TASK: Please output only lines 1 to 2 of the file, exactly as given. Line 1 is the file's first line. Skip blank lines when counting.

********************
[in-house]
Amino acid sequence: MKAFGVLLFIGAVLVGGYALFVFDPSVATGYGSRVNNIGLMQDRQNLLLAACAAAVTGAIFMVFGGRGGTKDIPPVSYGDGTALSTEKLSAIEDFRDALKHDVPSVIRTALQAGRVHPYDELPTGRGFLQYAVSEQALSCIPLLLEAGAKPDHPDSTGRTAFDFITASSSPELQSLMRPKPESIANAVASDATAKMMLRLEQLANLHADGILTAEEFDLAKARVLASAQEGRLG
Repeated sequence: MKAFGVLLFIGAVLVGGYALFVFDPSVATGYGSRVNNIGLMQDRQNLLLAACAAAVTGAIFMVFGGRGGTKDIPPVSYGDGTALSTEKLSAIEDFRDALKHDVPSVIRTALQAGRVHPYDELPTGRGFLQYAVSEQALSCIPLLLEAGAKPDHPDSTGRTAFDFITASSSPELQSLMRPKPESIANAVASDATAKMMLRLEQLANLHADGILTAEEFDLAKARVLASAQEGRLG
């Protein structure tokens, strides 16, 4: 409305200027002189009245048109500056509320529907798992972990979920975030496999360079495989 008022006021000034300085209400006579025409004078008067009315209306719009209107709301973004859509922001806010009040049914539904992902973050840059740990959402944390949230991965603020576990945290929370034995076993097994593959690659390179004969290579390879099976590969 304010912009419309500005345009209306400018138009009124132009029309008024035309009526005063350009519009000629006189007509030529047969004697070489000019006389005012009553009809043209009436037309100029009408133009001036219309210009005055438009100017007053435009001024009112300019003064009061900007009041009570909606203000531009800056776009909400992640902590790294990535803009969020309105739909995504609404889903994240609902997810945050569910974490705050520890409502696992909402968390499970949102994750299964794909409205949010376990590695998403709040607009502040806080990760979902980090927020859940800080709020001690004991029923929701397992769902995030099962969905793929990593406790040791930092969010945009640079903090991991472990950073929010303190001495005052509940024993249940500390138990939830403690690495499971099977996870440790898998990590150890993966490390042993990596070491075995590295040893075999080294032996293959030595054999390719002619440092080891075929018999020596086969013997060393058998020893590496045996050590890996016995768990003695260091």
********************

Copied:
[in-house]
Amino acid sequence: MKAFGVLLFIGAVLVGGYALFVFDPSVATGYGSRVNNIGLMQDRQNLLLAACAAAVTGAIFMVFGGRGGTKDIPPVSYGDGTALSTEKLSAIEDFRDALKHDVPSVIRTALQAGRVHPYDELPTGRGFLQYAVSEQALSCIPLLLEAGAKPDHPDSTGRTAFDFITASSSPELQSLMRPKPESIANAVASDATAKMMLRLEQLANLHADGILTAEEFDLAKARVLASAQEGRLG